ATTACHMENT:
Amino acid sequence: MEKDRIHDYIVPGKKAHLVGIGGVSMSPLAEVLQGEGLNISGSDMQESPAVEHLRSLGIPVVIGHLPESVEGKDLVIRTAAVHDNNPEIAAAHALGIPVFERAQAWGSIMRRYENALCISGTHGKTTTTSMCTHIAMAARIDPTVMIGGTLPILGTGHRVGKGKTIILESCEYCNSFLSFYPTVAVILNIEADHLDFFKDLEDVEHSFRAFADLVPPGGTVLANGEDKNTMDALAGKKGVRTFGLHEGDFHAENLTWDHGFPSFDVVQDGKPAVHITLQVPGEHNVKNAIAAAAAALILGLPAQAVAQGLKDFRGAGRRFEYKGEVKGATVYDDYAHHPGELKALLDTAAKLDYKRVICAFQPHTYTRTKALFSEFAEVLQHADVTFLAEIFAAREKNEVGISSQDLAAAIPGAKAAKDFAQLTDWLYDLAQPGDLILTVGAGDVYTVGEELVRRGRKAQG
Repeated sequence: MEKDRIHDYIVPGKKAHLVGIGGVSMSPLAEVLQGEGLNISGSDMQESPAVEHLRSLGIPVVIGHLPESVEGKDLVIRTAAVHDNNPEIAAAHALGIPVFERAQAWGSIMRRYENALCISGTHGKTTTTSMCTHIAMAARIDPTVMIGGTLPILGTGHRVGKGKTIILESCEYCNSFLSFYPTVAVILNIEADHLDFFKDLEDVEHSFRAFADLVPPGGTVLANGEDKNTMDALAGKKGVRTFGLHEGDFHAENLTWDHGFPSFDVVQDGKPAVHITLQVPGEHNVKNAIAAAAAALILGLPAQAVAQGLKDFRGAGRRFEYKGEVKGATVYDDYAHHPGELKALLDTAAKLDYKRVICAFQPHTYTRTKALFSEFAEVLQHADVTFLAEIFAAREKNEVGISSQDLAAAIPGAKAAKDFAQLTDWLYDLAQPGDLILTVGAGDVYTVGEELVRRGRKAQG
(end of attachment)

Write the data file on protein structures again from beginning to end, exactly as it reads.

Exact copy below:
Amino acid sequence: MEKDRIHDYIVPGKKAHLVGIGGVSMSPLAEVLQGEGLNISGSDMQESPAVEHLRSLGIPVVIGHLPESVEGKDLVIRTAAVHDNNPEIAAAHALGIPVFERAQAWGSIMRRYENALCISGTHGKTTTTSMCTHIAMAARIDPTVMIGGTLPILGTGHRVGKGKTIILESCEYCNSFLSFYPTVAVILNIEADHLDFFKDLEDVEHSFRAFADLVPPGGTVLANGEDKNTMDALAGKKGVRTFGLHEGDFHAENLTWDHGFPSFDVVQDGKPAVHITLQVPGEHNVKNAIAAAAAALILGLPAQAVAQGLKDFRGAGRRFEYKGEVKGATVYDDYAHHPGELKALLDTAAKLDYKRVICAFQPHTYTRTKALFSEFAEVLQHADVTFLAEIFAAREKNEVGISSQDLAAAIPGAKAAKDFAQLTDWLYDLAQPGDLILTVGAGDVYTVGEELVRRGRKAQG
Repeated sequence: MEKDRIHDYIVPGKKAHLVGIGGVSMSPLAEVLQGEGLNISGSDMQESPAVEHLRSLGIPVVIGHLPESVEGKDLVIRTAAVHDNNPEIAAAHALGIPVFERAQAWGSIMRRYENALCISGTHGKTTTTSMCTHIAMAARIDPTVMIGGTLPILGTGHRVGKGKTIILESCEYCNSFLSFYPTVAVILNIEADHLDFFKDLEDVEHSFRAFADLVPPGGTVLANGEDKNTMDALAGKKGVRTFGLHEGDFHAENLTWDHGFPSFDVVQDGKPAVHITLQVPGEHNVKNAIAAAAAALILGLPAQAVAQGLKDFRGAGRRFEYKGEVKGATVYDDYAHHPGELKALLDTAAKLDYKRVICAFQPHTYTRTKALFSEFAEVLQHADVTFLAEIFAAREKNEVGISSQDLAAAIPGAKAAKDFAQLTDWLYDLAQPGDLILTVGAGDVYTVGEELVRRGRKAQG